“I was in my twenties and knew nothing about management, leadership or how people grow, but my job and my passion was to help move people – women, people of color and anyone who might be marginalized – into leadership tracks. I put everything I could into doing that,” Jones said.

Even though she was working on Affirmative Action efforts for the University, Jones was still able to continue her MBA part-time and graduated from the program in 1975. Jones went on to law school at Georgetown University and became a Washington lawyer and Fortune 500 energy executive. Although her career led to amazing opportunities, her true passion was always to help people move up by getting them engaged in their careers, lead others and maximize on their opportunities.

In 2002, Jones launched an executive coaching and consulting practice, Clearways Consulting, where she leads retreats and mentors professionals of all ages to advance their careers, shift directions or boost their productivity. Based in Washington D.C., she works with accomplished leaders in Congress, major federal agencies, NGOs, universities and large corporations to develop their abilities. Recently she took the advice she’s been giving clients for years and wrote the book, “Think Like an Entrepreneur, Act Like a CEO: 50 Indispensable Tips to Help You Stay Afloat, Bounce Back, and Get Ahead at Work” to help people learn practical ways to handle workplace challenges.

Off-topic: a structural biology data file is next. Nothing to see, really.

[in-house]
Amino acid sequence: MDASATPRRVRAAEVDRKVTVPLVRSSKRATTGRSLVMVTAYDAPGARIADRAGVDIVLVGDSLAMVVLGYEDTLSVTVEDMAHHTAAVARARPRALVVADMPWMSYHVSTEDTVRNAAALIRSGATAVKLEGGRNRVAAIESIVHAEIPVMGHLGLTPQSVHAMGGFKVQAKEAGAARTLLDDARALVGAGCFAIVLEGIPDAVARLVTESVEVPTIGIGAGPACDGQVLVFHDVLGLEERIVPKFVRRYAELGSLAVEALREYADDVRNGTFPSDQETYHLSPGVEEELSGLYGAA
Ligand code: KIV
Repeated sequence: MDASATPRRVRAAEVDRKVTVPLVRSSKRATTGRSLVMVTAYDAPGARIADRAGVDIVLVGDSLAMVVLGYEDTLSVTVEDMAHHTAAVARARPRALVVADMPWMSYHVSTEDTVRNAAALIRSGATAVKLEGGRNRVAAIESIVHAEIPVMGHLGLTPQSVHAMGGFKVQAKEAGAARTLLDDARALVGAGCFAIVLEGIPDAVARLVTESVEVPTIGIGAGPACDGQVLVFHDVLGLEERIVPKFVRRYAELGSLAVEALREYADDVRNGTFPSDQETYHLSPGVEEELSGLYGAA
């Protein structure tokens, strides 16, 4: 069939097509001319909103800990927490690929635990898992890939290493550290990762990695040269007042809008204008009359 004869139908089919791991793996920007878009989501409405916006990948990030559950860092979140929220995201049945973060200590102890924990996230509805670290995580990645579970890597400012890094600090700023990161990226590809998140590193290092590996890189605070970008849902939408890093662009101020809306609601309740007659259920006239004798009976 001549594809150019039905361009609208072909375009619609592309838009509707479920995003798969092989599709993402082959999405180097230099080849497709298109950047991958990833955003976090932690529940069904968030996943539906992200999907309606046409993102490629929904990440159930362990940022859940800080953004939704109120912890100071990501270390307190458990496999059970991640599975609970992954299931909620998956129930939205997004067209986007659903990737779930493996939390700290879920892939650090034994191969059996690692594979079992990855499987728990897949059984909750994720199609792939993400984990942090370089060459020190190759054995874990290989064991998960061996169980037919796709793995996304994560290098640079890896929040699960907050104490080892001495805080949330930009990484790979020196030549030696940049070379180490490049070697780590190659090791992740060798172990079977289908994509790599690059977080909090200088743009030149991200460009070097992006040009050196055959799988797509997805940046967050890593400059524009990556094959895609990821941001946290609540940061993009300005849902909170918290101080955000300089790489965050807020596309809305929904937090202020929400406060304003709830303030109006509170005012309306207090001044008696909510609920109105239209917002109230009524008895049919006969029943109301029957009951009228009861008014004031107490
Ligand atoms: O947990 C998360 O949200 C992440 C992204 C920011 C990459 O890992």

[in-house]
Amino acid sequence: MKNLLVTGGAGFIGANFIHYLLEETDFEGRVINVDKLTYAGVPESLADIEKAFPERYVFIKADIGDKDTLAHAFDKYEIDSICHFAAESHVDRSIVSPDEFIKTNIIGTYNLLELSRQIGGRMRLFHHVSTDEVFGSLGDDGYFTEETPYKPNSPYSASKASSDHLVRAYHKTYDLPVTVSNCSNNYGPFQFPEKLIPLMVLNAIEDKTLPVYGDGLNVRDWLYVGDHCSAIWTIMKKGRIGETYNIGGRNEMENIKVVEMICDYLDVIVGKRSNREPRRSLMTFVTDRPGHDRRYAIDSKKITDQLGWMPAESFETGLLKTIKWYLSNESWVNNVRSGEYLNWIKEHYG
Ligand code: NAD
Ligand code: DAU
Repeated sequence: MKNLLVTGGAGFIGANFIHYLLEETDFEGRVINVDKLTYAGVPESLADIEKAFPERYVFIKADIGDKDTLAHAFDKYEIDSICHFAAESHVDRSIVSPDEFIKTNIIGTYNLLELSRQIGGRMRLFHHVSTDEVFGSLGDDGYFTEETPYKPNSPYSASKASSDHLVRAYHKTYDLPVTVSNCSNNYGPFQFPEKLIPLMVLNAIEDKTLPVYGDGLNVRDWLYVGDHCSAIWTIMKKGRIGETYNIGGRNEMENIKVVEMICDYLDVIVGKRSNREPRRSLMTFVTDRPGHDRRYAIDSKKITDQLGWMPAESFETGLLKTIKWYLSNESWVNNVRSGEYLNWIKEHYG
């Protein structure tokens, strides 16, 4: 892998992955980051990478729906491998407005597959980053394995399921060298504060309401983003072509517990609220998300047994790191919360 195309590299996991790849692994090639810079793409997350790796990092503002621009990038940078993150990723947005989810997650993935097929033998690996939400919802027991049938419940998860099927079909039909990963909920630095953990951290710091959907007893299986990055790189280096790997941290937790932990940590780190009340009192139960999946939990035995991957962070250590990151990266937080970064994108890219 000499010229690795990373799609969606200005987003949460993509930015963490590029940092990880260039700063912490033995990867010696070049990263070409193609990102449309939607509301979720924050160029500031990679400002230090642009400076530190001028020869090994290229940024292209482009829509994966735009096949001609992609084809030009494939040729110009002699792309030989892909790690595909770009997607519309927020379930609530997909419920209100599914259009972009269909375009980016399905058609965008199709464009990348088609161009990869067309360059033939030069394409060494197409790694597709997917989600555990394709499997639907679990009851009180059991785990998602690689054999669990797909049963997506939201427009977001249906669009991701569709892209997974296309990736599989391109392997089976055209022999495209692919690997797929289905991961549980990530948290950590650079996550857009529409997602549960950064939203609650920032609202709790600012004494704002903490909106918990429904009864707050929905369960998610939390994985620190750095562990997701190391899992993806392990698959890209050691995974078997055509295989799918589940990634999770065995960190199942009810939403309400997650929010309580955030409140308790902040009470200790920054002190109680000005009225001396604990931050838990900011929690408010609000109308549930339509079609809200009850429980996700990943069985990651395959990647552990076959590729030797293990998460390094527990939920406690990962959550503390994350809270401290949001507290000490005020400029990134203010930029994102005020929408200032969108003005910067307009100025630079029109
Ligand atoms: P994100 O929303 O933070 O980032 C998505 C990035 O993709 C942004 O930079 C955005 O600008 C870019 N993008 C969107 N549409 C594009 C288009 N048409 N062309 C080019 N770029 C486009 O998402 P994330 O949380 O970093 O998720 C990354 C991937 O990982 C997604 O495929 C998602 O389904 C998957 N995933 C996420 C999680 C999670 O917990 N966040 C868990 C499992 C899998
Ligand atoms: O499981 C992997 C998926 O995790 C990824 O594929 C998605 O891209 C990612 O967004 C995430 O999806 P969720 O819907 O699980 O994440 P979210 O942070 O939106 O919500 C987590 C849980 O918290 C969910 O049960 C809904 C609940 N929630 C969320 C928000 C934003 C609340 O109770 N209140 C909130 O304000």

“For all these years, the thing I think I’m best at, that I care the most about, is helping groups to function more effectively and help people grow and reach their potential,” Jones said. “My goal is that this book will help people transform their current ways and see how much more they can accomplish.”

Aside from running her own firm, she also serves as a Visiting Fellow and Strategic Coach for the Voinovich School of Leadership and Public Affairs, advising students and staff on leadership development.

“Beverly Jones has played and continues to play a large role in the development and ongoing success of the Voinovich School of Leadership and Public Affairs at Ohio University,” Mark Weinberg, founding dean of the Voinovich School, said. “As a Senior Fellow, she is a valued adviser, coach and mentor; recruits talent to the School; develops program, marketing and branding strategy for the School; and works with many of our faculty, professionals, students and partners as a team and one-on-one basis.”

Jones’ career has always been fueled by the desire to assist others and to better her communities. From her work on Ohio University’s campus to advising executives and institutions, she has used her leadership abilities to push those around her while also learning from their styles.

“I never stop recognizing that every single person I come across could have an impact on my life, no matter how humble their role is now,” Jones said. “I believe this is true of everyone and people should be conscious of the relationships they make.”

To learn more about Beverly Jones and her book “Think Like an Entrepreneur, Act Like a CEO,” visit Clearway Consulting, LLC.